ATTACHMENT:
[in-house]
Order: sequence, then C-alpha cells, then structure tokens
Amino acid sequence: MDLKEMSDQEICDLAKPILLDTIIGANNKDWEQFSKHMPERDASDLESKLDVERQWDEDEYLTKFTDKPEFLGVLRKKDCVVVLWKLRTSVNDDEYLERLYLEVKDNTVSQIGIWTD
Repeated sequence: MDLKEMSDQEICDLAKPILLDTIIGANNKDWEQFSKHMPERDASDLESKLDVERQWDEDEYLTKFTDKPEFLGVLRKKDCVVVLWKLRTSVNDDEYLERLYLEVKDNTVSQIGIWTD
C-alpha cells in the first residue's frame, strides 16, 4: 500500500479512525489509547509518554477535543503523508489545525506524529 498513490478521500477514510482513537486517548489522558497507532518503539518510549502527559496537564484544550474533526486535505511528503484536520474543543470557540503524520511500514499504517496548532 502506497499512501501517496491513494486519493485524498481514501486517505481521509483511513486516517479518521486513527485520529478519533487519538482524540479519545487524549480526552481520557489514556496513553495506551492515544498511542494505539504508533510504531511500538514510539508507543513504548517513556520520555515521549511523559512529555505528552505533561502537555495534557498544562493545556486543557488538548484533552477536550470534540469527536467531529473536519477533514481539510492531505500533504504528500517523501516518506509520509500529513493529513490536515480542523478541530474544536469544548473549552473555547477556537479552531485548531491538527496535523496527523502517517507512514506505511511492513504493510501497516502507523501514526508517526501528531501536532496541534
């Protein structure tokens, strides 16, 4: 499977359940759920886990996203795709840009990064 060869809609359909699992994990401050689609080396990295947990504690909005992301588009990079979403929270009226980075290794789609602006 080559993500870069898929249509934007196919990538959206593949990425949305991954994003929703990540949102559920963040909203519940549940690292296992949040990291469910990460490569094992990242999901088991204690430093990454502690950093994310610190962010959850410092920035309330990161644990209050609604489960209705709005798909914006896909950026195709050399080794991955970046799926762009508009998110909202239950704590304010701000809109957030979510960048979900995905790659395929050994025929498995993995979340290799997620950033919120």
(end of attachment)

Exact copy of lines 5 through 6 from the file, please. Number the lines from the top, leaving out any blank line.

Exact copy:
C-alpha cells in the first residue's frame, strides 16, 4: 500500500479512525489509547509518554477535543503523508489545525506524529 498513490478521500477514510482513537486517548489522558497507532518503539518510549502527559496537564484544550474533526486535505511528503484536520474543543470557540503524520511500514499504517496548532 502506497499512501501517496491513494486519493485524498481514501486517505481521509483511513486516517479518521486513527485520529478519533487519538482524540479519545487524549480526552481520557489514556496513553495506551492515544498511542494505539504508533510504531511500538514510539508507543513504548517513556520520555515521549511523559512529555505528552505533561502537555495534557498544562493545556486543557488538548484533552477536550470534540469527536467531529473536519477533514481539510492531505500533504504528500517523501516518506509520509500529513493529513490536515480542523478541530474544536469544548473549552473555547477556537479552531485548531491538527496535523496527523502517517507512514506505511511492513504493510501497516502507523501514526508517526501528531501536532496541534
């Protein structure tokens, strides 16, 4: 499977359940759920886990996203795709840009990064 060869809609359909699992994990401050689609080396990295947990504690909005992301588009990079979403929270009226980075290794789609602006 080559993500870069898929249509934007196919990538959206593949990425949305991954994003929703990540949102559920963040909203519940549940690292296992949040990291469910990460490569094992990242999901088991204690430093990454502690950093994310610190962010959850410092920035309330990161644990209050609604489960209705709005798909914006896909950026195709050399080794991955970046799926762009508009998110909202239950704590304010701000809109957030979510960048979900995905790659395929050994025929498995993995979340290799997620950033919120």